In certain circumstances, the answer to this question is easy to discern.  One need look no further than the provisions of Florida Statute § 48.193.  It is for that reason that we have set forth the provisions of the statue in its current entirety below.  The provisions of the statute are clear.  If a non-resident does certain enumerated things in Florida, Florida courts have jurisdiction to hear your claim.  However, many times, because of the unique facts of your case, it might not be that easy to determine whether Florida is the correct jurisdiction. As a result of this many non-resident defendants contest the issue of jurisdiction, the cases that deal with the provisions and legal interpretations of the statute are voluminous.  Thus, if you want to make a claim against a non-resident, the specific facts of your case should be analyzed by a qualified professional so that the pros and cons of making a claim in Florida can be discussed with you so that you can make a informed decision as to where you might want to bring your action.

48.193 Acts subjecting person to jurisdiction of courts of state.—

The Florida Uniform Fraudulent Transfer Act – How Can the Act Help You in Collecting on Your Judgment – South and Central Florida Judgment (Including Out-of-State Judgments) Collection Attorney.

The Florida Uniform Fraudulent Transfer Act (“FUFTA”) is contained in Florida Statute §§ 726.101 – 201  FUFTA  provides creditors (judgment holders) with various forms of relief to avoid a debtor’s (defendant’s) fraudulent transfer of assets or funds.  A creditor (a plaintiff) may avoid a debtor’s transfer where the creditor shows that the transfer was made with actual intent to hinder, delay, or defraud.  To that end, FUFTA provides a non-exhaustive litany of factors – referred to as “badges of fraud” – to consider when determining whether a debtor’s transfer is fraudulent as to the creditor:

  1.   The transfer or obligation was to an insider.

Can a Florida Court Obtain Jurisdiction Over a Non-Florida Limited Liability Company to Enforce a Charging Lien Against a Florida Resident’s Membership Interest? South Florida Commercial Litigation and Collection Attorney?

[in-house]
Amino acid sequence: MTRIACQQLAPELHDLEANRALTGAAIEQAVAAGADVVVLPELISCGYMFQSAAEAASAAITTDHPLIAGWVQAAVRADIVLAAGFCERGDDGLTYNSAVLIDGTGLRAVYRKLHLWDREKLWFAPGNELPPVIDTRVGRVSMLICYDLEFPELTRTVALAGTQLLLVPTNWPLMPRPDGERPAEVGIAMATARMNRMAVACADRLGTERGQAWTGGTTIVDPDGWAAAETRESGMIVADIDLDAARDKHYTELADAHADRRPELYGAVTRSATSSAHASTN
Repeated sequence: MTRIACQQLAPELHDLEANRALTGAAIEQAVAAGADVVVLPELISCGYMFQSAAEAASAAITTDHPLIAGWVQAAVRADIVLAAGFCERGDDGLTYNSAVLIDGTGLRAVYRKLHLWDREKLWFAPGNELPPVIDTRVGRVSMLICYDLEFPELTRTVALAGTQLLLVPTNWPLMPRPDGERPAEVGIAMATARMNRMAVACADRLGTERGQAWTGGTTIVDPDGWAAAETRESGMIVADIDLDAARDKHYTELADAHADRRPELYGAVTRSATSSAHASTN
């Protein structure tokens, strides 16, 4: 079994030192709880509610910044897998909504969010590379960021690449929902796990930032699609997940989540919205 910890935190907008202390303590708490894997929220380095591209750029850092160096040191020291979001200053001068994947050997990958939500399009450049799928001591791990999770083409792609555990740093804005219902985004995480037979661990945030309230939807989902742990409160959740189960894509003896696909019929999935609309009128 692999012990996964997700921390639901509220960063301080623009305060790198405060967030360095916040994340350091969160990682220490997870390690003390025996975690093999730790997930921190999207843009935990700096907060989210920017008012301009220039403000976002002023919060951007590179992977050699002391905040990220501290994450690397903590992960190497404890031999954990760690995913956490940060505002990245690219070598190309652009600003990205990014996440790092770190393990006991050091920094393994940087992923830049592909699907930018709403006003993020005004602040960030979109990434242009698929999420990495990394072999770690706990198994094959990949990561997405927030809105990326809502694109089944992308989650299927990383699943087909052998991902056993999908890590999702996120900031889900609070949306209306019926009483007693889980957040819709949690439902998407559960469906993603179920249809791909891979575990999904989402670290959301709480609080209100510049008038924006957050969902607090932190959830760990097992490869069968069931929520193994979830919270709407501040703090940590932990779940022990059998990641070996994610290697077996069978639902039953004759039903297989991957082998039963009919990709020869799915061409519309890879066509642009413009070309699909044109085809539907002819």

If you are reading this article, you are likely a judgment creditor attempting to recover, on your judgment, against an individual or entity that is resident in Florida or that has moved to Florida in order to attempt to avoid paying you..  The Florida LLC Act provides a mechanism to have the court enter a charging order against the judgment debtor’s membership interest in a limited liability company or, under limited circumstances, to order that the member’s interest be foreclosed to satisfy the judgment.  One argument that is generally raised by the judgment debtor, concerning non-Florida limited liability companies, is that a Florida court may only exercise jurisdiction over property of a judgment debtor located within the court’s jurisdictional territory.  As a result, the judgment debtor argues that because a foreign limited liability is located outside the State of Florida, Florida courts do not have jurisdiction to enforce the judgment against those entities.  However, a membership interest in a limited liability company, including foreign limited liability companies, is intangible personal property which accompanies the person of the owner.  Therefore, because the member’s interest resides with the Judgment debtor in Florida, the membership interests are located in Florida and are properly subject to in rem jurisdiction in the State of Florida.